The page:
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Proving a Set in the Order Topology is Closed

  1. Jul 1, 2012 #1
    Proving a Set is Closed (Topology)

    1. The problem statement, all variables and given/known data

    Let [itex]Y[/itex] be an ordered set in the order topology with [itex]f,g:X\rightarrow Y[/itex] continuous. Show that the set [itex]A = \{x:f(x)\leq g(x)\}[/itex] is closed in [itex]X[/itex].


    2. Relevant equations



    3. The attempt at a solution

    I cannot for the life of me figure this out. As far as I can tell one either needs to show the set A gathers its limit points or that it is the pre-image (under f or g) of some closed set in Y. We know the order topology is Hausdorff, so that's something. I just don't even know how to get started on this one. Hopefully someone can help, thanks.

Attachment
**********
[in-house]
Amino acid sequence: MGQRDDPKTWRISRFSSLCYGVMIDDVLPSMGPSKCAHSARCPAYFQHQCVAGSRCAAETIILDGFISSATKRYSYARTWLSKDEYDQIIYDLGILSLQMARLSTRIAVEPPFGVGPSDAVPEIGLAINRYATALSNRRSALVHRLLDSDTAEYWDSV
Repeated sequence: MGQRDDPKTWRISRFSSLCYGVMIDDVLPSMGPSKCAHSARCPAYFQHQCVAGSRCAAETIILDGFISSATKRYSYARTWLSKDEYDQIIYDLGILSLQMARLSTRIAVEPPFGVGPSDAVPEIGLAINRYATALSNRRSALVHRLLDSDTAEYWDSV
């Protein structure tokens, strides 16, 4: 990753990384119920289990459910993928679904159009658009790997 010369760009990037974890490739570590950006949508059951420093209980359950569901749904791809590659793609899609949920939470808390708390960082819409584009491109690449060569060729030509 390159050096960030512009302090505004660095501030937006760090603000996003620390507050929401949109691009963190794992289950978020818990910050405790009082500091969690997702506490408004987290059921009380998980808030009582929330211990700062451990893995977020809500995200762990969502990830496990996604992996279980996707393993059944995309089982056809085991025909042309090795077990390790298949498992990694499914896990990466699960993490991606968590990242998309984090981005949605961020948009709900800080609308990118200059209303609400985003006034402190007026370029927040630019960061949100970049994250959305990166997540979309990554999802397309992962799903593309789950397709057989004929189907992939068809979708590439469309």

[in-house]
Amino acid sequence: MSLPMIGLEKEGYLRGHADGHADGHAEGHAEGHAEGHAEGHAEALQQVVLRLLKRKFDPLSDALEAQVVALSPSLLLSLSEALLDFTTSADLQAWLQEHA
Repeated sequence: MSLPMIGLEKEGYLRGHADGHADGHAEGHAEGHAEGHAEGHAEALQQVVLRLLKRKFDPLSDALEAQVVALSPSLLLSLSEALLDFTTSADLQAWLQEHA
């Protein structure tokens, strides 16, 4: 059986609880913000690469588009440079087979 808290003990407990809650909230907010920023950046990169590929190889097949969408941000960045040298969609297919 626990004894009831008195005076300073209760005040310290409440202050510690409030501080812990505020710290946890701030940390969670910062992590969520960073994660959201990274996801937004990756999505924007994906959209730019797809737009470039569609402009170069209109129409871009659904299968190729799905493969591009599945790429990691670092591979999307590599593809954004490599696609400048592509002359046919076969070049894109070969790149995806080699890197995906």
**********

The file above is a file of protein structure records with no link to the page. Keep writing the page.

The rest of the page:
Last edited: Jul 1, 2012
  2. jcsd
  3. Jul 2, 2012 #2
    This one is tricky.

    Instead of trying to prove directly that A is closed, try to show that the complement, X-A, is open. Show the set of all x such that f(x) > g(x) to be open. You can show this by showing that every point x in X is an interior point. Just find an open set around an arbitrary x.

    So let x be an arbitrary element of X such that f(x) > g(x). If there is no such x, then the set is empty, then and it is open trivially. So assume such an x exists and consider f(x) and g(x) in the order topology.

    Now draw the number line to represent Y and put f(x) and g(x) in their respective places.

    Then find two open sets in Y.

    Does that help get you started?
     
  4. Jul 2, 2012 #3
    So going from there we use the fact that the order topology is Hausdorff and find two open disjoint sets one containing f(x) and the other containing g(x), from here I would like to map back under f^-1 and g^-1 to two open sets in X and from here take the intersection of them which would contain x and would be open, but I can't see how we know anything about these two disjoint open sets in Y...
     
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